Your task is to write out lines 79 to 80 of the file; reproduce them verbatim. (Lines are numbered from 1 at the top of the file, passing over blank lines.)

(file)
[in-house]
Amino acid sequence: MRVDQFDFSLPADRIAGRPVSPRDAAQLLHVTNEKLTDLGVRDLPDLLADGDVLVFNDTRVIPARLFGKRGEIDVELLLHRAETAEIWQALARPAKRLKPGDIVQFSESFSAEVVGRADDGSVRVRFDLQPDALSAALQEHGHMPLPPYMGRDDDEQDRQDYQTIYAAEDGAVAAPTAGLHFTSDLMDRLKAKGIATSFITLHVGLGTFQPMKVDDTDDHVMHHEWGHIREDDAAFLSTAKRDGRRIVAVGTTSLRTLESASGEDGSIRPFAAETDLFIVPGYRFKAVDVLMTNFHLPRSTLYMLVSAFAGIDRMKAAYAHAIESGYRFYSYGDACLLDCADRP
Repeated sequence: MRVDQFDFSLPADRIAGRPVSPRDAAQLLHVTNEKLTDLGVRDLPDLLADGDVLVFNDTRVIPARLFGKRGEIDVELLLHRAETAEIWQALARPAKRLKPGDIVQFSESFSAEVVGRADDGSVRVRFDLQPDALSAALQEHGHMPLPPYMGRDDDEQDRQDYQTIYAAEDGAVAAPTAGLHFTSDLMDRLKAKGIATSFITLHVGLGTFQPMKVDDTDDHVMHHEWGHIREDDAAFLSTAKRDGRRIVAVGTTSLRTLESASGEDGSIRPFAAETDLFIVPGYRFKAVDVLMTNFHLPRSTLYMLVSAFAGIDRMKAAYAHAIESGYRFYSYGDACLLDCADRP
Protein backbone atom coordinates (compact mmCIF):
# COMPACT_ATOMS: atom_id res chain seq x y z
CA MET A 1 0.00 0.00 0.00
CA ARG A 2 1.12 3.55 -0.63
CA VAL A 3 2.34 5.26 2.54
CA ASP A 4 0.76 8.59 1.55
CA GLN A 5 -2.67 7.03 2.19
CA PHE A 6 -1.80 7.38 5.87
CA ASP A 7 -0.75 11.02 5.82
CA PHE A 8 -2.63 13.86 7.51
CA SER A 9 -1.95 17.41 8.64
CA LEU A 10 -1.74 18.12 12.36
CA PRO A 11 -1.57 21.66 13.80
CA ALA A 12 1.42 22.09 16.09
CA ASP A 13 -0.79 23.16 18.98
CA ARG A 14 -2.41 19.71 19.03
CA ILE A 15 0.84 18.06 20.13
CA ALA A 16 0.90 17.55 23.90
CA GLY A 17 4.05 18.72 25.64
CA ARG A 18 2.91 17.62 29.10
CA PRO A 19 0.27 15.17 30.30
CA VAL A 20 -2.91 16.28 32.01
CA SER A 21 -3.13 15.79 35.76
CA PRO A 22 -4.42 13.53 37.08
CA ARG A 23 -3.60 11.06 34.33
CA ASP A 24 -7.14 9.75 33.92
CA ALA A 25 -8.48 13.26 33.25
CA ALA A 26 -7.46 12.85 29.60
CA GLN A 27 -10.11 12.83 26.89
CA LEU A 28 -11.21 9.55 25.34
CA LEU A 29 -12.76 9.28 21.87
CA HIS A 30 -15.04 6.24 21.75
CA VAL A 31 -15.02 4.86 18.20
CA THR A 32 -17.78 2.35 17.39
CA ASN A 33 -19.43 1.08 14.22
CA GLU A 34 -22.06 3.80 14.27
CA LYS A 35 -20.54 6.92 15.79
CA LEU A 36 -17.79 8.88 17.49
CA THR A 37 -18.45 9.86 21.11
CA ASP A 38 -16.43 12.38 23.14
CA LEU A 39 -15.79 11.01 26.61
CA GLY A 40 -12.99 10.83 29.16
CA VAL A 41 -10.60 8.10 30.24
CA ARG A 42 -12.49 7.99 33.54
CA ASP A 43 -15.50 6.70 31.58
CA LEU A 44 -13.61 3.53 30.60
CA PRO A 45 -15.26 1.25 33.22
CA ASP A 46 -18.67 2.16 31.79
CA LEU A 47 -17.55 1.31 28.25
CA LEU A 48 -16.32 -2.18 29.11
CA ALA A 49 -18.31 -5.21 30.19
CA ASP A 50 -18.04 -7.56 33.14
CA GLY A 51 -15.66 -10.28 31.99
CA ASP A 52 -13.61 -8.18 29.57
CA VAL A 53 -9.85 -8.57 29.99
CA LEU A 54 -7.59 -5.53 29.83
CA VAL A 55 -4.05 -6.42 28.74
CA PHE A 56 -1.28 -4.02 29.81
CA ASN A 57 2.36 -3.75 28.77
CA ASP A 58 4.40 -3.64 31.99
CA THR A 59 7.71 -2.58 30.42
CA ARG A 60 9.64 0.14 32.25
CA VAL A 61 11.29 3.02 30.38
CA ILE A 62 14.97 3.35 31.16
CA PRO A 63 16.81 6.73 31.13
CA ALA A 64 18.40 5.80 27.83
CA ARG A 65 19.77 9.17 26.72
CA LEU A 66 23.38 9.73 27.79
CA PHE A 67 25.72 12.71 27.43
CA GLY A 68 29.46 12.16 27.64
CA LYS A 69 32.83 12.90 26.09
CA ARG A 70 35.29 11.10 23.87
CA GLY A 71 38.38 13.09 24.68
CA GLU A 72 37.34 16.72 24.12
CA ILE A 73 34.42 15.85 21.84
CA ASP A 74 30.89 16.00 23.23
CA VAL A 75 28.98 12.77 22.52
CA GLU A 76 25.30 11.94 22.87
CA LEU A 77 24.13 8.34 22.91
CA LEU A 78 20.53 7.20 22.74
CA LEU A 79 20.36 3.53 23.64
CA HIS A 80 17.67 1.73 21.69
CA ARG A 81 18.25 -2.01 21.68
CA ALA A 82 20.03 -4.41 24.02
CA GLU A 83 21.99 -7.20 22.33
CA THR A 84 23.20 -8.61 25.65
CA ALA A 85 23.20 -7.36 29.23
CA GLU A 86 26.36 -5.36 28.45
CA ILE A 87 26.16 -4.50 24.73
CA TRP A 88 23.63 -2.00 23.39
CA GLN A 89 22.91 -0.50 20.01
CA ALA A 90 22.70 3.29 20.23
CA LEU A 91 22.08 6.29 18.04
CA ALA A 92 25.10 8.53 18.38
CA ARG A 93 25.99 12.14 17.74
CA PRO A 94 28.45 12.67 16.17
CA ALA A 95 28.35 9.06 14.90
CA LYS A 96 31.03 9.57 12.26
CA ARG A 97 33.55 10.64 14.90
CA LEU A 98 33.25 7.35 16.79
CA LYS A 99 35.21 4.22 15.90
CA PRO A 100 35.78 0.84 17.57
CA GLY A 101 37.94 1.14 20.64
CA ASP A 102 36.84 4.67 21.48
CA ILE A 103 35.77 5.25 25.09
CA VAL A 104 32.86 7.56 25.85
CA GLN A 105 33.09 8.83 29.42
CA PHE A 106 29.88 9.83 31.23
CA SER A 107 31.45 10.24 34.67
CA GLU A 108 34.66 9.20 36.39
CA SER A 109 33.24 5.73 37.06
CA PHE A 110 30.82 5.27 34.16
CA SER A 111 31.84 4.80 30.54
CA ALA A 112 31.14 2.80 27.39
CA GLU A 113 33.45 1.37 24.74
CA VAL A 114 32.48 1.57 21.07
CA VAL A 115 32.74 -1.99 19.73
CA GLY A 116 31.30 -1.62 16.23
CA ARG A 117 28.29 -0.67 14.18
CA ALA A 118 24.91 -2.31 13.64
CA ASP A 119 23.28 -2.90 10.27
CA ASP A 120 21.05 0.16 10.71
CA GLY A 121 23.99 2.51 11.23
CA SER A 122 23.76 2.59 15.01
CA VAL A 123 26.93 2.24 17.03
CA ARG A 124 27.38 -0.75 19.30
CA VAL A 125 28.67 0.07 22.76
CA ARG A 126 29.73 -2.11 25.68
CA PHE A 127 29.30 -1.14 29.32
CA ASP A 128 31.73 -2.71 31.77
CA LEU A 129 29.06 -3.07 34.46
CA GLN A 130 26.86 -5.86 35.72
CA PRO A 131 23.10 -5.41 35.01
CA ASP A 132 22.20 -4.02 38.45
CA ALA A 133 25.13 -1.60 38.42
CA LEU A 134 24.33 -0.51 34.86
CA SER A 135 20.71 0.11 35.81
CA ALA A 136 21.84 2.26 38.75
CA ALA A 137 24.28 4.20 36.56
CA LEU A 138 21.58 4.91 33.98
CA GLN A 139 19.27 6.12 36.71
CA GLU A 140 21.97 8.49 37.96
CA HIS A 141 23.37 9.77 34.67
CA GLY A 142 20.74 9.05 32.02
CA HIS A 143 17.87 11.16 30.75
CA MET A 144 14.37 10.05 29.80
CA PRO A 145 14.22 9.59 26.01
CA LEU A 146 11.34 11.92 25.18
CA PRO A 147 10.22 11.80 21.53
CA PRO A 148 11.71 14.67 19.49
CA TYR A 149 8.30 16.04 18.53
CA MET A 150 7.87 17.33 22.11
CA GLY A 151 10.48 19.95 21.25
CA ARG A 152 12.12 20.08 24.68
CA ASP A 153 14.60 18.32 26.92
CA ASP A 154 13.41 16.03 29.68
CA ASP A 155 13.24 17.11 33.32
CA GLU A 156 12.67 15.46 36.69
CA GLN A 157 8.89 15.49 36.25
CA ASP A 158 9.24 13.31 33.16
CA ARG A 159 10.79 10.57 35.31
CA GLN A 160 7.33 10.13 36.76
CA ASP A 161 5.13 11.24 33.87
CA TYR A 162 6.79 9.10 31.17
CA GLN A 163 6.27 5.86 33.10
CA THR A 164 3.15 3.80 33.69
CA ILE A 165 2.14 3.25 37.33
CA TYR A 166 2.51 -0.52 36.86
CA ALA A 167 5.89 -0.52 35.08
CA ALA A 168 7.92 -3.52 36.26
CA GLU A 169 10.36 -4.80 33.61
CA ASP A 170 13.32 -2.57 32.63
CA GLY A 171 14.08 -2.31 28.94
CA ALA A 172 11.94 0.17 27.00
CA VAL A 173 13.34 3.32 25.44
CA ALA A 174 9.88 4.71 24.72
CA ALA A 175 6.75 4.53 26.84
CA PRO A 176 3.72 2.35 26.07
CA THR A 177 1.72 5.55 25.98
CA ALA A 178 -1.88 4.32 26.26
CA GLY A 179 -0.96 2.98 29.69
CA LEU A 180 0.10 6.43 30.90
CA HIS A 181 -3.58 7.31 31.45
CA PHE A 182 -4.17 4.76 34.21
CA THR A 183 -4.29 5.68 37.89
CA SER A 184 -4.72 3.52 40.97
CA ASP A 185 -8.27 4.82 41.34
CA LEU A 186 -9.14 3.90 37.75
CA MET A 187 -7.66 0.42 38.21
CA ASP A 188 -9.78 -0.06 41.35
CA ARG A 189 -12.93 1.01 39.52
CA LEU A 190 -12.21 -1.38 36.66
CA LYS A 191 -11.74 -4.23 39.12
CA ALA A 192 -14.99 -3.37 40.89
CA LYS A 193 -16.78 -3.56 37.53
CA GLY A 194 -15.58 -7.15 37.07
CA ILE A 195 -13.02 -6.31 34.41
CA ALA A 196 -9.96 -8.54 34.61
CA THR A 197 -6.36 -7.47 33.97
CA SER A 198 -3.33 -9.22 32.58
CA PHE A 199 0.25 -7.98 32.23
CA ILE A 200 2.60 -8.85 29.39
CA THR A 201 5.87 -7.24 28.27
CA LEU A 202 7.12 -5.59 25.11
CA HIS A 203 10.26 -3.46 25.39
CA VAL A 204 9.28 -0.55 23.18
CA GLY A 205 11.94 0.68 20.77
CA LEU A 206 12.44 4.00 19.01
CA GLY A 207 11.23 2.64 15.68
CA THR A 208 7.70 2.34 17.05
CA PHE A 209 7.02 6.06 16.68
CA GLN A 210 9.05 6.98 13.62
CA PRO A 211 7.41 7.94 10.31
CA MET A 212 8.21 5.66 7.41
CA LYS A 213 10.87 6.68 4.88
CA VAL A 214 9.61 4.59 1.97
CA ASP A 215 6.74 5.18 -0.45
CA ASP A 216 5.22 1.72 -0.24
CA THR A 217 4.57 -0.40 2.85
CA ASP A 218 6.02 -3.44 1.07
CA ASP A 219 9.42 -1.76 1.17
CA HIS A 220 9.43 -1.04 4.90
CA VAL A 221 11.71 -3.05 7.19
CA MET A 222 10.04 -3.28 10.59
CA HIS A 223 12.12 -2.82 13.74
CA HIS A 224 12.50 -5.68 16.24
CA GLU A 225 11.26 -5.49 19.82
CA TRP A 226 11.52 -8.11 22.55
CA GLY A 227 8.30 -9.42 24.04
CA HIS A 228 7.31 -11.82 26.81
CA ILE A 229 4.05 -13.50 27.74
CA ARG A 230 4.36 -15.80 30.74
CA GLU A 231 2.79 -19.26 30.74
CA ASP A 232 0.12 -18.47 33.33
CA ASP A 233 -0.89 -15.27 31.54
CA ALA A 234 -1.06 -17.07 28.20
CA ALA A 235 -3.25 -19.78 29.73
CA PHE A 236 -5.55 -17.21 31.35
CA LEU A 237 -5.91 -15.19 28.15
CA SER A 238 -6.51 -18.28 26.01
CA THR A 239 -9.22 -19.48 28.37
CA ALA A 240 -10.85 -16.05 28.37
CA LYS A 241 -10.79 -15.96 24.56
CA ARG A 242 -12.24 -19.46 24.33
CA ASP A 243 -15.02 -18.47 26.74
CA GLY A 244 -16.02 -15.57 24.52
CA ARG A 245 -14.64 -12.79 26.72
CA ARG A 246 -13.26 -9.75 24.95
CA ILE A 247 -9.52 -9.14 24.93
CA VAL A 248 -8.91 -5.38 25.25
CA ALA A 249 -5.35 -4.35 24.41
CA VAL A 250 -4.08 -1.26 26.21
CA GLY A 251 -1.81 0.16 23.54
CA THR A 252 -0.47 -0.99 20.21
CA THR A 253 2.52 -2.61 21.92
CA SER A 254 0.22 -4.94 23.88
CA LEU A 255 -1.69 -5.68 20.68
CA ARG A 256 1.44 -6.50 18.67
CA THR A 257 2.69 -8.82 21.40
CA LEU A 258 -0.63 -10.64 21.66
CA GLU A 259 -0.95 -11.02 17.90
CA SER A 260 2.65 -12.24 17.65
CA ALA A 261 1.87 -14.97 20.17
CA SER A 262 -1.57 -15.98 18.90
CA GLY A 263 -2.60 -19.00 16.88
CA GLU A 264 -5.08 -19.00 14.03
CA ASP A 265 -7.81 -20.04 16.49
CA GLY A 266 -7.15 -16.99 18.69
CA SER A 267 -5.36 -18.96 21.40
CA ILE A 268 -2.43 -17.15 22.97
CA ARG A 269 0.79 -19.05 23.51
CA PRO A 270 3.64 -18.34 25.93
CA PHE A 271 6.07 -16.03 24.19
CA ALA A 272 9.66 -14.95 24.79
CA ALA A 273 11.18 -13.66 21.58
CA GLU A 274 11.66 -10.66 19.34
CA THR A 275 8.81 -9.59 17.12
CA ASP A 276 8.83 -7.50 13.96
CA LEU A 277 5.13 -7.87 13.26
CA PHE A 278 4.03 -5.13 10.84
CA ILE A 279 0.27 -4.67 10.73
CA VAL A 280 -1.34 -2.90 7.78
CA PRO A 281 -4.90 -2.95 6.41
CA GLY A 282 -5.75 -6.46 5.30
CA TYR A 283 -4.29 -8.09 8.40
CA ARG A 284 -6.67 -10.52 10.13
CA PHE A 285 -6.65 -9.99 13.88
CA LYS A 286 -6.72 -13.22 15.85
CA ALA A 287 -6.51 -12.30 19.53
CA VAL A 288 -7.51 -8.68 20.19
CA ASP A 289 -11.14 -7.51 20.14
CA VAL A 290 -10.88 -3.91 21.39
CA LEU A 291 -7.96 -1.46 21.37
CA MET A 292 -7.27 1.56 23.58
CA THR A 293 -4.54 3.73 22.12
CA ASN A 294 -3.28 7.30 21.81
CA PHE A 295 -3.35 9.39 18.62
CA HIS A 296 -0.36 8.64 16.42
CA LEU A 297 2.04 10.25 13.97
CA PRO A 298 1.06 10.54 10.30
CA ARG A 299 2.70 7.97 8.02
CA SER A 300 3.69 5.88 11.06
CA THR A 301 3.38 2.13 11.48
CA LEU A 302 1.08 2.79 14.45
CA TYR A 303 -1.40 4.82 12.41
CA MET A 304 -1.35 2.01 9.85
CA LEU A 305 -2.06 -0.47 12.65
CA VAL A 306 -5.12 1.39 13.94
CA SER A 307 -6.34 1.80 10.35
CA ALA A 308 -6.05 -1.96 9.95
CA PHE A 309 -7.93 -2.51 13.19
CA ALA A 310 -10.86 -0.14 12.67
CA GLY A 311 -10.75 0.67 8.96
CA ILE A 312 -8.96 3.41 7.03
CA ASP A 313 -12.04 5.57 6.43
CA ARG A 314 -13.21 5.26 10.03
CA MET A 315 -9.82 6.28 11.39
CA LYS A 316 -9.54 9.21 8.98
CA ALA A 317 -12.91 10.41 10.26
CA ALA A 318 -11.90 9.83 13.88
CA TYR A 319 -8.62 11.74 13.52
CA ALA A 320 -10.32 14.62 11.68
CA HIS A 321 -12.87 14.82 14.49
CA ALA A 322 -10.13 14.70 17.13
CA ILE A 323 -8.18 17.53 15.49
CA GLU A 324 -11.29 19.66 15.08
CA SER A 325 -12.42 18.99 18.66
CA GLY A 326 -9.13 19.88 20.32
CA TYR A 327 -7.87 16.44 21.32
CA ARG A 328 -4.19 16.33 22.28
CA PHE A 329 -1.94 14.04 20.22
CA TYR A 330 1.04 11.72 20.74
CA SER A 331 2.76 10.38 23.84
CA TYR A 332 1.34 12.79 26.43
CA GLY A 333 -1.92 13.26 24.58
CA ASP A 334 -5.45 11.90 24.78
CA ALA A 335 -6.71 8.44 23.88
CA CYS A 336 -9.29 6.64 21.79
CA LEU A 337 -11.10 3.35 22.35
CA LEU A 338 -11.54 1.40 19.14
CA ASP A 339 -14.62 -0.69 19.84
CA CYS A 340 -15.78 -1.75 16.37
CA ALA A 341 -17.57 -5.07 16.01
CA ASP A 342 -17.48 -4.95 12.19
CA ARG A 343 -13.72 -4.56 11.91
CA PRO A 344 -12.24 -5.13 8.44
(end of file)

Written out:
CA ASP A 74 30.89 16.00 23.23
CA VAL A 75 28.98 12.77 22.52